Ron Numbers—Anti-evolution in America, from creation science to Intelligent Design

Ron Numbers gave a brief history of creationism, reminding us that perhaps a majority of the people in the world reject Darwin, and he also emphasized a few facts in that history that many would find surprising.

There was no organized opposition to evolution until the 1920s, when it was marshalled by William Jennings Bryan, who was most concerned about the ethical implications of evolution. He made the point that the popular movie about the Scopes trial, Inherit the Wind, was historically inaccurate. One of the most memorable moments in the movie was when Darrow pinned Bryan down on the date of the creation to 4004 BC…but Bryan had no such preconception. The primary strain of creationism at that time had absolutely no problem with the age of the Earth, and Bryan plainly stated in interviews and speeches that he was a proponent of the day-age theory, in which the “days” of creation week were not required to be 24-hour modern days.

These early creationists had no bone to pick with geology at all, and were unperturbed at the thought that the world was hundreds of millions of years old. The two dominant explanations were the day-age theory, which stretched out the time-span of creation week to cover the whole of geological time, and gap theory, which argued that between the creation of the world mentioned at the beginning of Genesis, and the account of the 6 creation days, there was a long undocumented period of time in which geological history occurred. The latter model was also popular because it was presented in the Scofield Reference Bible, which specifically placed the geological column in a ‘gap’ in the account, and stated that the 6 days referred to the creation of Eden.

The dissenters from this position were a tiny minority, the Seventh Day Adventists, who were regarded as weird by the majority of fundamentalists. The Seventh Day Adventists credited a source of divine information other than the Bible, the prophecies and visions of their founder, Ellen White, who was the source of the idea that Genesis had to be describing a literal six 24-hour day creation occurring 6000 years ago. Her disciple, George MacReady Price, came up with the idea of wedging all of geology into the Noachian Flood. These were not popular ideas.

The mainstreaming of literalist creationism occurred in the 1960s, when John Whitcomb and Henry Morris wrote The Genesis Flood. It’s basically the same nonsense he Seventh Day Adventists were peddling, but Whitcomb and Morris were not SDAs, making it possible for conservative Christians, who regarded Seventh Day Adventism as a freaky cult, to coalesce in the formation of the Creation Research Society. These people had no ambition to convert the research community, but instead wanted to wean bible-believers away from what they considered the compromises of day-age and gap theory.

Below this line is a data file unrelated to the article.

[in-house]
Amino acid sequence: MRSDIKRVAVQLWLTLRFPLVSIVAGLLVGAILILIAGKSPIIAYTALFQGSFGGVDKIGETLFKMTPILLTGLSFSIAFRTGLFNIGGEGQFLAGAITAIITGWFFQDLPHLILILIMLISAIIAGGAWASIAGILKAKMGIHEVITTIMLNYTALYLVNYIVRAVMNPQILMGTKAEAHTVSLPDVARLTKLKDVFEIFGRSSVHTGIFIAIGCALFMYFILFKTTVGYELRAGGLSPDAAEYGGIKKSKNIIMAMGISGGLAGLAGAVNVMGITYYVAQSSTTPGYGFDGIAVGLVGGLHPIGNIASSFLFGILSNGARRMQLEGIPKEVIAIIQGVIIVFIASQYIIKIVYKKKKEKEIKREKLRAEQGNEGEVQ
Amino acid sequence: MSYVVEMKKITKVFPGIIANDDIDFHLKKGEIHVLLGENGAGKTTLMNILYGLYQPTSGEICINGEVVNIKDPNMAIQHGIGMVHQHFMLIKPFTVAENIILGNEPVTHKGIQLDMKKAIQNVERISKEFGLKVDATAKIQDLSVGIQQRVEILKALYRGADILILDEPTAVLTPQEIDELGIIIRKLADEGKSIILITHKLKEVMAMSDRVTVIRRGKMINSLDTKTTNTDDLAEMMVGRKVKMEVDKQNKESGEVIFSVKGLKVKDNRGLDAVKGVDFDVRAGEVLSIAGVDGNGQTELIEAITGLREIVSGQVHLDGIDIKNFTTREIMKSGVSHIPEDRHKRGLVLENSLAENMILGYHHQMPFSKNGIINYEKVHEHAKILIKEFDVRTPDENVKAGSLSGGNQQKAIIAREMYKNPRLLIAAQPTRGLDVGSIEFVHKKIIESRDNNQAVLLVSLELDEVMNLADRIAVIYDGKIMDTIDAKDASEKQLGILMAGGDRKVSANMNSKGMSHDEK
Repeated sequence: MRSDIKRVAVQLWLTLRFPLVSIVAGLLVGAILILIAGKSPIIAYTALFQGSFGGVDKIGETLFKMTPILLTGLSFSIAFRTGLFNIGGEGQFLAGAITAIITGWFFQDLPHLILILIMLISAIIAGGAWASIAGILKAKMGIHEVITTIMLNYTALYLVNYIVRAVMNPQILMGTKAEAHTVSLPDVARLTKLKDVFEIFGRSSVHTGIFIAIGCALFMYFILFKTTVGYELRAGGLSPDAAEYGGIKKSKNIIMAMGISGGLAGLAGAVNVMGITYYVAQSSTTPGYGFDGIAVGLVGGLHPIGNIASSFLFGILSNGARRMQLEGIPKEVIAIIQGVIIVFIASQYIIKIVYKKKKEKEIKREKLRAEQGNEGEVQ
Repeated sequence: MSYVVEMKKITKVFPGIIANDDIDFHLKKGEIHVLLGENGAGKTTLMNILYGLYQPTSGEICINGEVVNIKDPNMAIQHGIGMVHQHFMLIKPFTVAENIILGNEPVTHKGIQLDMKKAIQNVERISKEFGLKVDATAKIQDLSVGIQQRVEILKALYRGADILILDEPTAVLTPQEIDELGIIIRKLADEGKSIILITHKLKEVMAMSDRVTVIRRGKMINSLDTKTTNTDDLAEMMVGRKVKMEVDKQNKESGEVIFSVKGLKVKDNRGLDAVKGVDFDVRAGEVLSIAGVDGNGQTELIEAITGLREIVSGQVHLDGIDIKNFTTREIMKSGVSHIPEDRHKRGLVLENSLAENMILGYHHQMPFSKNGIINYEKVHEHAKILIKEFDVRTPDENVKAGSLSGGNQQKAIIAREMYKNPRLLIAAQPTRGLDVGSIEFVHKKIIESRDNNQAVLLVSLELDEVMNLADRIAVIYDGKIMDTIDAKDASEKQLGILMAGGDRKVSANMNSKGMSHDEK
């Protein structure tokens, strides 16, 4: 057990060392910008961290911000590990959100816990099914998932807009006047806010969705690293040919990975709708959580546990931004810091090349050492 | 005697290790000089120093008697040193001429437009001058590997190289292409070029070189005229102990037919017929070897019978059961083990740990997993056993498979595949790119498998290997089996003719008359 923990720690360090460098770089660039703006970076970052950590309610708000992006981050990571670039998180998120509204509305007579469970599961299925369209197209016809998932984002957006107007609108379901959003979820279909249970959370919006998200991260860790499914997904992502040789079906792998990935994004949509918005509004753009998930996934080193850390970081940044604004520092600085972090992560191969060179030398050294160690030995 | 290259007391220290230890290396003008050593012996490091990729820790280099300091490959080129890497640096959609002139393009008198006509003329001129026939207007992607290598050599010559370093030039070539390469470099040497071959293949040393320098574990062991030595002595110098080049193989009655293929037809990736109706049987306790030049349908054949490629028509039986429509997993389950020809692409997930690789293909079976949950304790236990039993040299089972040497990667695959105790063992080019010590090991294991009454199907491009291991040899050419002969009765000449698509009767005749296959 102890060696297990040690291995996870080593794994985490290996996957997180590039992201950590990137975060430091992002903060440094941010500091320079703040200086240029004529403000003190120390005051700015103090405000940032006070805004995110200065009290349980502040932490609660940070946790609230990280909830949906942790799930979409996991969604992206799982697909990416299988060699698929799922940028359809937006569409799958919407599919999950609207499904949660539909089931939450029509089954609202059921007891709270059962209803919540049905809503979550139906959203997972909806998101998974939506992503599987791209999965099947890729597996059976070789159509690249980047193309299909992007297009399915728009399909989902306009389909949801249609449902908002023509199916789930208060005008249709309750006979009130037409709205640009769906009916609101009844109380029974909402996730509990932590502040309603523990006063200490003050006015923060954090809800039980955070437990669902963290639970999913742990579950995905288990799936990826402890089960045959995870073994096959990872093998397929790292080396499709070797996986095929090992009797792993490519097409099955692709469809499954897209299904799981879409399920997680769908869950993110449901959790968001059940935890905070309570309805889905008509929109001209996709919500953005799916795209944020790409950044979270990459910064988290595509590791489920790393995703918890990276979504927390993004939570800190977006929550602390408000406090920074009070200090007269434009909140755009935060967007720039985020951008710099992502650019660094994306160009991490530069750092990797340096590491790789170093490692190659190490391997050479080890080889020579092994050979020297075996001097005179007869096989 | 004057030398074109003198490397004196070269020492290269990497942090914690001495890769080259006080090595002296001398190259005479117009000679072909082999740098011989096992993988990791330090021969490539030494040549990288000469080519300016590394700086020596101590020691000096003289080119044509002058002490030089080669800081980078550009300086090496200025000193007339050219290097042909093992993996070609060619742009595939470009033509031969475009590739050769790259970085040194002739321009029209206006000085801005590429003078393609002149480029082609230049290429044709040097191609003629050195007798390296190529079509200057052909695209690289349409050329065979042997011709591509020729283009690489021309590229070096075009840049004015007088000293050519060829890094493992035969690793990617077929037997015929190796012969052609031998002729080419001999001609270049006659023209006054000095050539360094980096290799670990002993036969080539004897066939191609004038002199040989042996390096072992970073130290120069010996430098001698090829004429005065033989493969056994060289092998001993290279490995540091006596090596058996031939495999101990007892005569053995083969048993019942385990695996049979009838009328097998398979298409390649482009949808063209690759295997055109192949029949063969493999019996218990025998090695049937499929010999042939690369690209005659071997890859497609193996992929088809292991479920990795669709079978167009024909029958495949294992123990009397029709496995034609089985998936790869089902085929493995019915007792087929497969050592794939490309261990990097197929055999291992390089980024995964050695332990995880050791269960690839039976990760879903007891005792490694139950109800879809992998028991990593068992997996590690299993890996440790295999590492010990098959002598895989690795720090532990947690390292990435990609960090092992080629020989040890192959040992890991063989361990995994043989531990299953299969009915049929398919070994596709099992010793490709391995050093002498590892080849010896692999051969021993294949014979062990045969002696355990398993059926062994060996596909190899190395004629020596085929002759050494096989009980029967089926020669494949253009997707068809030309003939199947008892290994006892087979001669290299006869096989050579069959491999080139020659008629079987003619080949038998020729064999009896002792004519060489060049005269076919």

Another consequence of this shift was that it opened up hard-core creationists to a kind of hyper-evolution: they had to explain how a small ark of fixed size could contain all the animals in the world, so they had to postulate a small number of created “kinds” that diversified into new species after the flood, at a pace evolutionary biologists consider absurd.

In the early 1980s, these new, literal creationists got ambitious and started trying to push into classrooms by legislation, efforts that got stymied by major court decisions in Arkansas and Louisiana, which ruled that mandatory teaching of creationism was unconstitutional. One consequence of the Arkansas decision was that, when the creationists had been anticipating victory, they had begun assembling a creationist textbook. When they lost instead, they had to rewrite to remove the word “creationism” and replace it with “intelligent design”.

Numbers talked a bit about Intelligent Design, and argued that it was different from the previous version of creationism…but not in a good way, or in a milder way. The brainchild of Philip Johnson, Intelligent Design was far more radical than the previous iterations — Johnson opposed methodological materialism, and specifically wants to incorporate god into science. While arguing that ID is something new, though, he also made it clear that it is not because ID is a secular theory — it’s an extraordinarily religious idea, backed by religious proponents, and funded by theocratic extremists like Howard Ahmanson.

He ended by giving us the discouraging news that 65.5% of Americans believe in creationism, and that the movement is expanding beyond US borders to the Islamic and Jewish world, too. Bummer, man. He could have at least offered some hope for the future.